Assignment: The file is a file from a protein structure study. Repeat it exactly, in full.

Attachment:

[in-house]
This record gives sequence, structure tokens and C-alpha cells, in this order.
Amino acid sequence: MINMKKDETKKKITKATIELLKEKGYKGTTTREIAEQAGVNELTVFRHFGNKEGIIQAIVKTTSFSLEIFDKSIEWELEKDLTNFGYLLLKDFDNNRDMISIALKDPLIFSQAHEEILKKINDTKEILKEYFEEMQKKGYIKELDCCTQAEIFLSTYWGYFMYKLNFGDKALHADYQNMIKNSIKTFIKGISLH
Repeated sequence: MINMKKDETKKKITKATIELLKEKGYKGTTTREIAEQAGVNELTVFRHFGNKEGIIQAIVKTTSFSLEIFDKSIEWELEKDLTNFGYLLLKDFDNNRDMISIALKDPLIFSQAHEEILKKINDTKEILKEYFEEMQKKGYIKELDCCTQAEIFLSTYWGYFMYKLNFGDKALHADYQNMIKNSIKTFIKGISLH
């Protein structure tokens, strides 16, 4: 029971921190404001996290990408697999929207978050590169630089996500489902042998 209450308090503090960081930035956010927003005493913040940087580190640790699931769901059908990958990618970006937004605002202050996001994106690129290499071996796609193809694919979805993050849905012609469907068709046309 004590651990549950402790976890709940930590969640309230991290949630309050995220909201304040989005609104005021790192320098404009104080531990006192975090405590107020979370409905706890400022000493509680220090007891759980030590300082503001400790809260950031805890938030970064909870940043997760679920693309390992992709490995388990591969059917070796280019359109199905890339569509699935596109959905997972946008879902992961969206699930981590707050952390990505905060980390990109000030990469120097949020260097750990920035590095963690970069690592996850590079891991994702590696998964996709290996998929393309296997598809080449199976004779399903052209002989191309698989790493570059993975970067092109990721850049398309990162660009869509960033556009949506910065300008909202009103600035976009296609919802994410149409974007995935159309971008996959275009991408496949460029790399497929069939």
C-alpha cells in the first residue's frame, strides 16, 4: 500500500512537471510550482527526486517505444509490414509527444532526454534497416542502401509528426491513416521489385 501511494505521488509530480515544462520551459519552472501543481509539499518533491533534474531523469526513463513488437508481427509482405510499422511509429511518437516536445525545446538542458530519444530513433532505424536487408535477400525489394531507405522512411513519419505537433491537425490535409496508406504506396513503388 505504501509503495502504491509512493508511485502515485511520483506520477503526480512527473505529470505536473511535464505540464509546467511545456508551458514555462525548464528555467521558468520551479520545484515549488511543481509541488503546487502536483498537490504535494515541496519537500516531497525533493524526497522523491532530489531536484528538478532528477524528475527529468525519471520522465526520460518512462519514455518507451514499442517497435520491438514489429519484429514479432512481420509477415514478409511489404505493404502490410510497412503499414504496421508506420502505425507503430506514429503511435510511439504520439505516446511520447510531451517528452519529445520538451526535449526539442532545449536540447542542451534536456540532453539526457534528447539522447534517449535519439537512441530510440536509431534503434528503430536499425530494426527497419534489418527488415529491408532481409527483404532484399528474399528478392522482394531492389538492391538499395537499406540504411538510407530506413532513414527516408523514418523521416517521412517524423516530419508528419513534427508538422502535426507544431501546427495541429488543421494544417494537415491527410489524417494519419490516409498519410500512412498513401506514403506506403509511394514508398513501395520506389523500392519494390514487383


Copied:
[in-house]
This record gives sequence, structure tokens and C-alpha cells, in this order.
Amino acid sequence: MINMKKDETKKKITKATIELLKEKGYKGTTTREIAEQAGVNELTVFRHFGNKEGIIQAIVKTTSFSLEIFDKSIEWELEKDLTNFGYLLLKDFDNNRDMISIALKDPLIFSQAHEEILKKINDTKEILKEYFEEMQKKGYIKELDCCTQAEIFLSTYWGYFMYKLNFGDKALHADYQNMIKNSIKTFIKGISLH
Repeated sequence: MINMKKDETKKKITKATIELLKEKGYKGTTTREIAEQAGVNELTVFRHFGNKEGIIQAIVKTTSFSLEIFDKSIEWELEKDLTNFGYLLLKDFDNNRDMISIALKDPLIFSQAHEEILKKINDTKEILKEYFEEMQKKGYIKELDCCTQAEIFLSTYWGYFMYKLNFGDKALHADYQNMIKNSIKTFIKGISLH
């Protein structure tokens, strides 16, 4: 029971921190404001996290990408697999929207978050590169630089996500489902042998 209450308090503090960081930035956010927003005493913040940087580190640790699931769901059908990958990618970006937004605002202050996001994106690129290499071996796609193809694919979805993050849905012609469907068709046309 004590651990549950402790976890709940930590969640309230991290949630309050995220909201304040989005609104005021790192320098404009104080531990006192975090405590107020979370409905706890400022000493509680220090007891759980030590300082503001400790809260950031805890938030970064909870940043997760679920693309390992992709490995388990591969059917070796280019359109199905890339569509699935596109959905997972946008879902992961969206699930981590707050952390990505905060980390990109000030990469120097949020260097750990920035590095963690970069690592996850590079891991994702590696998964996709290996998929393309296997598809080449199976004779399903052209002989191309698989790493570059993975970067092109990721850049398309990162660009869509960033556009949506910065300008909202009103600035976009296609919802994410149409974007995935159309971008996959275009991408496949460029790399497929069939």
C-alpha cells in the first residue's frame, strides 16, 4: 500500500512537471510550482527526486517505444509490414509527444532526454534497416542502401509528426491513416521489385 501511494505521488509530480515544462520551459519552472501543481509539499518533491533534474531523469526513463513488437508481427509482405510499422511509429511518437516536445525545446538542458530519444530513433532505424536487408535477400525489394531507405522512411513519419505537433491537425490535409496508406504506396513503388 505504501509503495502504491509512493508511485502515485511520483506520477503526480512527473505529470505536473511535464505540464509546467511545456508551458514555462525548464528555467521558468520551479520545484515549488511543481509541488503546487502536483498537490504535494515541496519537500516531497525533493524526497522523491532530489531536484528538478532528477524528475527529468525519471520522465526520460518512462519514455518507451514499442517497435520491438514489429519484429514479432512481420509477415514478409511489404505493404502490410510497412503499414504496421508506420502505425507503430506514429503511435510511439504520439505516446511520447510531451517528452519529445520538451526535449526539442532545449536540447542542451534536456540532453539526457534528447539522447534517449535519439537512441530510440536509431534503434528503430536499425530494426527497419534489418527488415529491408532481409527483404532484399528474399528478392522482394531492389538492391538499395537499406540504411538510407530506413532513414527516408523514418523521416517521412517524423516530419508528419513534427508538422502535426507544431501546427495541429488543421494544417494537415491527410489524417494519419490516409498519410500512412498513401506514403506506403509511394514508398513501395520506389523500392519494390514487383